The prevalence of recent wheeze in the 20–44 year old age range (that is, the ECRHS age range) of 13.4% in men and women combined was below the ECRHS median (20.7%). However, when stratified by sex, the prevalence of recent wheeze was higher in women than in men (17.6% v 14.4%). Rates were also higher in women than in men in some low income ECRHS sites—for example, in Mombai (Bombay) in urban India (4.7% in women, 4.4% in men in a study of 2313 adults11) and in Tirana, Albania (7.3% in women, 6.0% in men in a study of 2653 adults12). Although recent wheeze was not reported in an analysis of the combined data pertaining to 18 659 subjects from 16 high income ECRHS sites in Europe, the US and Australia,13 the prevalence of reported asthma was significantly higher in women than in men (RR 1.3–1.8). This pattern was consistent in all 16 countries.

Ehrlich and colleagues speculated that the sex differences in the prevalence of wheeze and reported asthma in their study were artefactual, due to the oversampling of women and/or the undersampling of men away from home at the time of the interviewer’s visits.7 However, this age range also corresponds to the reproductive period of a woman’s life. The fact that the female excess in the prevalence of recent wheeze was strengthened from an OR of 1.3 (95% CI 1.1 to 1.4) in the univariate analysis to an OR of 1.6 (95% CI 1.3 to 1.8) in the logistic regression model, thus adjusting for all the other risk factors studied, suggests that a biological explanation is more likely.

There are recognised sex differences in the morphology and physiology of human airways which affect airway behaviour during a woman’s reproductive years.14,15 These include: (1) dimensional factors: girls and women have larger airways in relation to their airspaces than boys and men throughout the human life span; (2) immunological factors: atopy, measured as skin prick test positivity to common allergens, is also higher in women in their reproductive years than in men; and (3) hormonal factors: these are probably the most important determinants of airway behaviour in women throughout their reproductive years, imposing variations related to the menstrual cycle, oral contraceptives, pregnancy, and postmenopausal hormone replacement.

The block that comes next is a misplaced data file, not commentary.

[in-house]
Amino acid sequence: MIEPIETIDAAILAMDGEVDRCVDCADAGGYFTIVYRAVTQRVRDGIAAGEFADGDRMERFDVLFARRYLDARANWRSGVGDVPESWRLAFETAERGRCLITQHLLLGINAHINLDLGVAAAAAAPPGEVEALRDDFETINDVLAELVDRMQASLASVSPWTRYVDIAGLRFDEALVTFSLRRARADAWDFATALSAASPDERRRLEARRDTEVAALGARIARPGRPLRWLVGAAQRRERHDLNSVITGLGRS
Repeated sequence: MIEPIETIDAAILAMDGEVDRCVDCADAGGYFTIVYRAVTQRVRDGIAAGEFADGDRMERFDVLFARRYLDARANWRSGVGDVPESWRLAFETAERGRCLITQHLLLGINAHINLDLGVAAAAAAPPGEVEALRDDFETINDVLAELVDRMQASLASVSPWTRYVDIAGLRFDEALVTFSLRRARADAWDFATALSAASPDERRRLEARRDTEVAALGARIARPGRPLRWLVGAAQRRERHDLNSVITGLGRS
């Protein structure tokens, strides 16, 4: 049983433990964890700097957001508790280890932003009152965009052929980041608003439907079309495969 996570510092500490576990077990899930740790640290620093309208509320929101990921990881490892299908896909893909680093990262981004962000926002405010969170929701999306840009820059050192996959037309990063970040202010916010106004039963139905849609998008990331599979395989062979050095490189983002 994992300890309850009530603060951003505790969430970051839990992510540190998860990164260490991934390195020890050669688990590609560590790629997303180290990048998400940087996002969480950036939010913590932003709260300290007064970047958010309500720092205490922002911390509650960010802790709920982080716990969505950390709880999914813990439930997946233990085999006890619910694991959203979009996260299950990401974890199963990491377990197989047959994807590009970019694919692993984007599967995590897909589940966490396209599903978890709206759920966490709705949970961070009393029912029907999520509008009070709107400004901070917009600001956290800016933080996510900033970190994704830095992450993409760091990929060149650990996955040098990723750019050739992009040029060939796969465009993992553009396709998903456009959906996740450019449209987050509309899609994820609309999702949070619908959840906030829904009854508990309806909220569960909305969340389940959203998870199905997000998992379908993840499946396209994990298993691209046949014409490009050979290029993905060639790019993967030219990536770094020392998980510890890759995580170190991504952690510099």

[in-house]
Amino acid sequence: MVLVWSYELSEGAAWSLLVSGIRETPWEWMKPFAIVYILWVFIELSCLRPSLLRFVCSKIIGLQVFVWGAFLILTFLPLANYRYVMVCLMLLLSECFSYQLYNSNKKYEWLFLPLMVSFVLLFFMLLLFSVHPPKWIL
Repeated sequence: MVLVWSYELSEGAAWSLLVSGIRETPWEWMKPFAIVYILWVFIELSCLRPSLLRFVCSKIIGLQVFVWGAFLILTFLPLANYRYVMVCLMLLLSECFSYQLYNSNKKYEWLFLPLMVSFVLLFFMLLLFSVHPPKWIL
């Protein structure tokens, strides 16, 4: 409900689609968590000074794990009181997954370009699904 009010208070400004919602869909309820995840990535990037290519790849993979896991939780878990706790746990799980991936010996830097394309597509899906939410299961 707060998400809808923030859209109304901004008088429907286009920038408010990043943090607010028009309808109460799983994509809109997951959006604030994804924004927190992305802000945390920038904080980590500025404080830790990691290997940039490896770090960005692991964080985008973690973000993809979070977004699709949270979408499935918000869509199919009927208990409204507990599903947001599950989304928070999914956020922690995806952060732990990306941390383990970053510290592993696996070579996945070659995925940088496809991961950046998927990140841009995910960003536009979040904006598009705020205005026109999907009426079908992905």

In addition to sex, the sociodemographic predictors of recent wheeze examined in the study by Ehrlich et al7 included age, household asset index (based on 10 household characteristics such as electricity, water and flush toilets, and reporting that nobody in the household ever went hungry), education, racial group, urban versus rural residence, and medical insurance coverage (table 3 in their paper). For recent wheeze the important predictors were female sex (discussed above), education (a monotonic decrease with increasing years of education), and race (Africans and coloureds exhibited lower rates than whites and Asians).

The protective effect of education for recent wheeze in the study of Ehrlich and colleagues7 is a provocative finding. The authors suggest that this effect may be partly explained by cultural and linguistic differences in responses to symptom questions, amplified by a wide gap in education within the study population. However, there is also a plausible alternative explanation.

Although recent wheeze showed a strong inverse relationship with years of education, there was no relationship with wealth as reflected in the asset index, an index carefully constructed to reflect living conditions and household assets. A similar protective effect of years of education, together with wealth (being in the highest quintile of asset index) was also shown for chronic bronchitis in the authors’ companion paper to their present study carried out in the same study population,8 and in two other studies cited in their paper—one for chronic bronchitis in Brazil16 and one for obstructive lung disease and spirometric airflow limitation in Norway.17 This “protective” effect for different respiratory outcomes in countries with such different economies (the gross domestic product per capita in South Africa, Brazil and Norway was $8466, $6477 and $27 557, respectively18), different life expectancies (48.0, 63.2 and 78.9 years, respectively18), and different literacy rates (82%, 83% and 100%, respectively18) suggests that the “protective” effect of education is a more universal phenomenon than is generally thought.